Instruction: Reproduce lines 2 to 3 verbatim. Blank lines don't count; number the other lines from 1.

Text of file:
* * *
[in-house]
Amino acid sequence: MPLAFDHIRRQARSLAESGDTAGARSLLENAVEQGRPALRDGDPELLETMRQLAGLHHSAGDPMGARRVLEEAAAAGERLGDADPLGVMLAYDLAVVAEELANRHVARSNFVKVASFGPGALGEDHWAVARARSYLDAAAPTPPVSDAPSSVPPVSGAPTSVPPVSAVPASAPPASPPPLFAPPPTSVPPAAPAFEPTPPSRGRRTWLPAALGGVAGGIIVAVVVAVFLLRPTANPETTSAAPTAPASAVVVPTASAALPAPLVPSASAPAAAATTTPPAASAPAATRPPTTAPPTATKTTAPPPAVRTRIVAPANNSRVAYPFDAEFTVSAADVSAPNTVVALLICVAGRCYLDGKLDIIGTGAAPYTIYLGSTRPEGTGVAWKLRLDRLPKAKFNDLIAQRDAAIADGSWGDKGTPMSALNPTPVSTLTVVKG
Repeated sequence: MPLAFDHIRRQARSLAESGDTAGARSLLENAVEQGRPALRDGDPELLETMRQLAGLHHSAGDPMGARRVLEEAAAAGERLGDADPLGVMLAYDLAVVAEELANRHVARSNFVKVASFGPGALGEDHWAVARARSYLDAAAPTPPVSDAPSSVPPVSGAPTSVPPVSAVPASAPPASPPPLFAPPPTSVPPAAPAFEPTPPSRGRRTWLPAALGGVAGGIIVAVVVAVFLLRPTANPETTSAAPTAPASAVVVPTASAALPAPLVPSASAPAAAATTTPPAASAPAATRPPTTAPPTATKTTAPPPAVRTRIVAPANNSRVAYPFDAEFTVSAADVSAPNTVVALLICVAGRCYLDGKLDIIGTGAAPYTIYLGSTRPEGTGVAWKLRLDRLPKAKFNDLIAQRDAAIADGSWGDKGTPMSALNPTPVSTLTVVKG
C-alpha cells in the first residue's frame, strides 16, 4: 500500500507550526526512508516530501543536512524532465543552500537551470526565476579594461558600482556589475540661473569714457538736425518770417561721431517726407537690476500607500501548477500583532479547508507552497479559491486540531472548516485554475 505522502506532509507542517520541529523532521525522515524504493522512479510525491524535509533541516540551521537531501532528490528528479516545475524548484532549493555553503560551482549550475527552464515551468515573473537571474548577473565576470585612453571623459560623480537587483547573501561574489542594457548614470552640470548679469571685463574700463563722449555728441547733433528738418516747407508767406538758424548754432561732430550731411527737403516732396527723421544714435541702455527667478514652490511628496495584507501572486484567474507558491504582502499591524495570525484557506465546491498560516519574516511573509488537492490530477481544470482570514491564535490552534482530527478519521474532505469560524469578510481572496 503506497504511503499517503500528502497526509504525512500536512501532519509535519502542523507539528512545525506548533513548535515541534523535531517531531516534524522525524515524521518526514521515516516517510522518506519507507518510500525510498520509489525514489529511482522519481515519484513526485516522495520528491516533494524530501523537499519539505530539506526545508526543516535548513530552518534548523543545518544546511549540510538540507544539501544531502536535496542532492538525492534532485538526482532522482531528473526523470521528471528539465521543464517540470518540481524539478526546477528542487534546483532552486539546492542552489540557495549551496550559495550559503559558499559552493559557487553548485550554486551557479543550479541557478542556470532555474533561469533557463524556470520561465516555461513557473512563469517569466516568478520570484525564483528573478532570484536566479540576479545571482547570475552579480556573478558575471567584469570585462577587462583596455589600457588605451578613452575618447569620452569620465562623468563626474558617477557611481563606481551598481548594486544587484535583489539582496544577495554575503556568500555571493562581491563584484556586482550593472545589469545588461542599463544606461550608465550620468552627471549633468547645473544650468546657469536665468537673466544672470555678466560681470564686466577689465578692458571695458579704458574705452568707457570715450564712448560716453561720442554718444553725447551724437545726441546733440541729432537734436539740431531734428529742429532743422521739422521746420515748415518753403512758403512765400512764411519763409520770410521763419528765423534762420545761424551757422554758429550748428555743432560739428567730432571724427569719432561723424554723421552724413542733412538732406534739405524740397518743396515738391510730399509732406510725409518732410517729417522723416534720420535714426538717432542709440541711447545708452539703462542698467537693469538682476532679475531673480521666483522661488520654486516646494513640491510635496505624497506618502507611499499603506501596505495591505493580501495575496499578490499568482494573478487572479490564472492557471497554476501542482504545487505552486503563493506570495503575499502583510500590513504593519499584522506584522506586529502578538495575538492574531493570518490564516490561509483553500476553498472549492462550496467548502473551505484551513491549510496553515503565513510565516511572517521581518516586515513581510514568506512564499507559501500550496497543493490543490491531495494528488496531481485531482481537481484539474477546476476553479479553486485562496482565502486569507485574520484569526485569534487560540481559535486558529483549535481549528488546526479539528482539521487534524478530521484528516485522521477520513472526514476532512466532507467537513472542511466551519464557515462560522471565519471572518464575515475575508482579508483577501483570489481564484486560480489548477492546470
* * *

Amino acid sequence: MPLAFDHIRRQARSLAESGDTAGARSLLENAVEQGRPALRDGDPELLETMRQLAGLHHSAGDPMGARRVLEEAAAAGERLGDADPLGVMLAYDLAVVAEELANRHVARSNFVKVASFGPGALGEDHWAVARARSYLDAAAPTPPVSDAPSSVPPVSGAPTSVPPVSAVPASAPPASPPPLFAPPPTSVPPAAPAFEPTPPSRGRRTWLPAALGGVAGGIIVAVVVAVFLLRPTANPETTSAAPTAPASAVVVPTASAALPAPLVPSASAPAAAATTTPPAASAPAATRPPTTAPPTATKTTAPPPAVRTRIVAPANNSRVAYPFDAEFTVSAADVSAPNTVVALLICVAGRCYLDGKLDIIGTGAAPYTIYLGSTRPEGTGVAWKLRLDRLPKAKFNDLIAQRDAAIADGSWGDKGTPMSALNPTPVSTLTVVKG
Repeated sequence: MPLAFDHIRRQARSLAESGDTAGARSLLENAVEQGRPALRDGDPELLETMRQLAGLHHSAGDPMGARRVLEEAAAAGERLGDADPLGVMLAYDLAVVAEELANRHVARSNFVKVASFGPGALGEDHWAVARARSYLDAAAPTPPVSDAPSSVPPVSGAPTSVPPVSAVPASAPPASPPPLFAPPPTSVPPAAPAFEPTPPSRGRRTWLPAALGGVAGGIIVAVVVAVFLLRPTANPETTSAAPTAPASAVVVPTASAALPAPLVPSASAPAAAATTTPPAASAPAATRPPTTAPPTATKTTAPPPAVRTRIVAPANNSRVAYPFDAEFTVSAADVSAPNTVVALLICVAGRCYLDGKLDIIGTGAAPYTIYLGSTRPEGTGVAWKLRLDRLPKAKFNDLIAQRDAAIADGSWGDKGTPMSALNPTPVSTLTVVKG